Reduce stress and anxiety in your life.

Restless nights and weary mornings can become more frequent as we get older and our sleep patterns change—which often begins around the time of menopause, when hot flashes and other symptoms awaken us.

Later in life there tends to be a decrease in the number of hours slept.

Sleep medications can have side effects—including appetite changes, dizziness, drowsiness, abdominal discomfort, dry mouth, headaches, and strange dreams.

Postmenopausal women who exercise for about three-and-a-half hours a week have an easier time falling asleep than women who exercise less often.

Morning workouts are ideal.

Exposing oneself to bright daylight first thing in the morning helps the natural circadian rhythm.

Staying away from anything acidic before bedtime such as citrus fruits and juices or spicy, foods which can promote heartburn.

An urge to move legs, snoring, and a burning pain in the stomach, chest, or throat are symptoms of three common sleep disrupters—restless legs syndrome, sleep apnea, and gastroesophageal reflux disease or GERD.

Sleep medications: take only the lowest possible effective dose, for the shortest possible period of time.

Sleep medications may make a patient walk unsteadily if they get out of bed in a drowsy state.

If a patient gets out of bed during the night to urinate, the path to the bathroom should be clear of obstacles or loose rugs

As part of sleep disorder treatment, your sleep physician may recommend a consultation with a sleep psychologist, psychiatrist, otolaryngologist, dentist or a physician specializing in weight reduction.

For a stable mental health and a full life, you need your sleep.

Positional therapy enables patients with sleep apnea or other obstruction disorders to train them to sleep on their sides, effectively resolving or reducing sleep disordered breathing.

Sleep specialists normally treat RLS with a combination of pharmacological treatments and behavioral advices.

Normally treat narcolepsy with a combination of behavioral changes (primarily scheduling nocturnal sleep and naps) and medications.

There is no specific, definitive treatment to cure or control Kleine-Levin syndrome, also known as recurrent hypersomnia.

Sleep apnea occurs when the muscles in the back of the throat relax.

That causes an airway obstruction that can stop a person’s breathing for several seconds — even minutes. It causes restless sleep and, sometimes, dangerously-low blood oxygen levels.

Obstructive sleep apnea can be diagnosed by monitoring a snorer’s sleep patterns, either in an overnight visit to a sleep lab or at home using a portable testing device.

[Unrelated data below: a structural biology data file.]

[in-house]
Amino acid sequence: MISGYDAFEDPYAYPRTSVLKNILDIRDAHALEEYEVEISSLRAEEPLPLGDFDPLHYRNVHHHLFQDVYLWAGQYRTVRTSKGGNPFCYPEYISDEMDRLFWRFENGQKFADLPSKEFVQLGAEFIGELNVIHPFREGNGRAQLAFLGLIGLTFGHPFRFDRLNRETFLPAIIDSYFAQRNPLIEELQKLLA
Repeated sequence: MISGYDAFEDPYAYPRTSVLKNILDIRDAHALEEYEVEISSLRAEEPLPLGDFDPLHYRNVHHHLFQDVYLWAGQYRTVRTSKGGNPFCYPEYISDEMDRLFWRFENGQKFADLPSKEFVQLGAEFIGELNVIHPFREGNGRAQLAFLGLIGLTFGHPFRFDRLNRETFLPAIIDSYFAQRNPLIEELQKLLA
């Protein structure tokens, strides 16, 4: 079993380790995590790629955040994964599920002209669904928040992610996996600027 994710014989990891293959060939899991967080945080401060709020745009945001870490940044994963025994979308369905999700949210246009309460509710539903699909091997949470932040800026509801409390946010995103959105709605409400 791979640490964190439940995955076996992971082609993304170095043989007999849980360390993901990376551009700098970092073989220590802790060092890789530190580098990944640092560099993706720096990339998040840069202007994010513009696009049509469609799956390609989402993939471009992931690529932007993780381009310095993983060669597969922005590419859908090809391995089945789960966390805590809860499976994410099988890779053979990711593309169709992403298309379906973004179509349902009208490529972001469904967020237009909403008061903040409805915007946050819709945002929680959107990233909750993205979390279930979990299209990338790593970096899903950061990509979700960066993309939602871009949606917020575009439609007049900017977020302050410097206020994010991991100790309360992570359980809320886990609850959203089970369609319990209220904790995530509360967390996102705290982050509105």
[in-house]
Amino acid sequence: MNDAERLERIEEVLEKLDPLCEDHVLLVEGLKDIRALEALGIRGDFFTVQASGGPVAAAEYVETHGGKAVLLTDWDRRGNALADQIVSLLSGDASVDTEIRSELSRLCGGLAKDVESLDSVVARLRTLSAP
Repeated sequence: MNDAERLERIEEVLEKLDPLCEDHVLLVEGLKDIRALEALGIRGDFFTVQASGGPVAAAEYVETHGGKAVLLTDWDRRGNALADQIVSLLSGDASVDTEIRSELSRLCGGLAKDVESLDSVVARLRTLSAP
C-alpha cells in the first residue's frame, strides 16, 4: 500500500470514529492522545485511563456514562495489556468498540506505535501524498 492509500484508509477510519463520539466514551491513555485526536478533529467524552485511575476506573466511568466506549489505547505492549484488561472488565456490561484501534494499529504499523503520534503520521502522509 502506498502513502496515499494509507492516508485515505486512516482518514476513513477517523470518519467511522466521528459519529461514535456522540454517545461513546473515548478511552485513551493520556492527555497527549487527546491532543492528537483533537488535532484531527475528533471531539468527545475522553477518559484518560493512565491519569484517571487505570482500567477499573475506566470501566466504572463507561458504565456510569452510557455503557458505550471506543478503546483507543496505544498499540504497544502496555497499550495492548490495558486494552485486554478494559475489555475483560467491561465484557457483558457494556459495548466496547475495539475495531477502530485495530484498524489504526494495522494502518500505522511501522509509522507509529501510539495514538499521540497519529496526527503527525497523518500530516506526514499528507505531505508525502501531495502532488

It’s then often treated with a CPAP machine that helps keep a snorer’s airway open during sleep.

Sleep apnea has likely become more common because the population has grown older and more obese — two major risk factors for the disorder.

More than 12 million Americans suffer from the apnea, and many are never diagnosed.

A home sleep test costs less than a fifth as much as a lab test, and is considered effective for most patients.

CBT for insomnia has been assessed in over 100 randomized controlled studies and the results show that on average 70% of people with even very long term poor sleep obtain lasting benefit from the treatment.

CBT helps most people achieve sustained long-term improvements in their sleep, whereas the effects of sleeping pills are mostly short-term.

CBT is advocated as the preferred option for persistent poor sleep problems.

Sleep medications can be an effective short-term treatment — for example, they can provide immediate relief during a period of high stress or grief.

Cognitive behavioral therapy for insomnia may be a good treatment choice for long-term sleep problems, worry about becoming dependent on sleep medications, or if medications aren’t effective or cause bothersome side effects.

An oral appliance for sleep looks similar to a sports mouth guard or orthodontic retainer, except it is worn only during sleep.

The device pushes the jaw forward to help open up the airways.

Sometimes they are recommended for people who snore, and for people who suffer from bruxism.

Continuous airway pressure therapy (CPAP) is often prescribed for sleep apnea, and sometimes for snoring.

The mask, which blows air into the airways to keep them open, is worn in bed.

Management of sleep disturbances that are secondary to mental, medical, or substance abuse disorders should focus on the underlying conditions.

Narcolepsy, including excessive daytime sleepiness, often culminating in falling asleep spontaneously but unwillingly at inappropriate times.

About 70% of those who have narcolepsy also have cataplexy, a sudden weakness in the motor muscles that can result in collapse to the floor while retaining full conscious awareness.

Stoppage of breathing of at least ten seconds, 30 times within seven hours of sleep, classifies as apnea.

Somniphobia, is one cause of sleep deprivation, a dread/ fear of falling asleep or going to bed.

A systematic review found that traumatic childhood experience significantly increases the risk for a number of sleep disorders in adulthood, including sleep apnea, narcolepsy, and insomnia.

Research suggests that hypnosis may be helpful in alleviating some types and manifestations of sleep disorders in some patients.

Hypnotherapy has also helped with nightmares and sleep terrors.

There are several reports of successful use of hypnotherapy for parasomnias, specifically for head and body rocking, bedwetting and sleepwalking.

Research suggests that music therapy can improve sleep quality in acute and chronic sleep disorders.

Research suggests that melatonin is useful in helping people to fall asleep faster (decreased sleep latency), to stay asleep longer, and to experience improved sleep quality.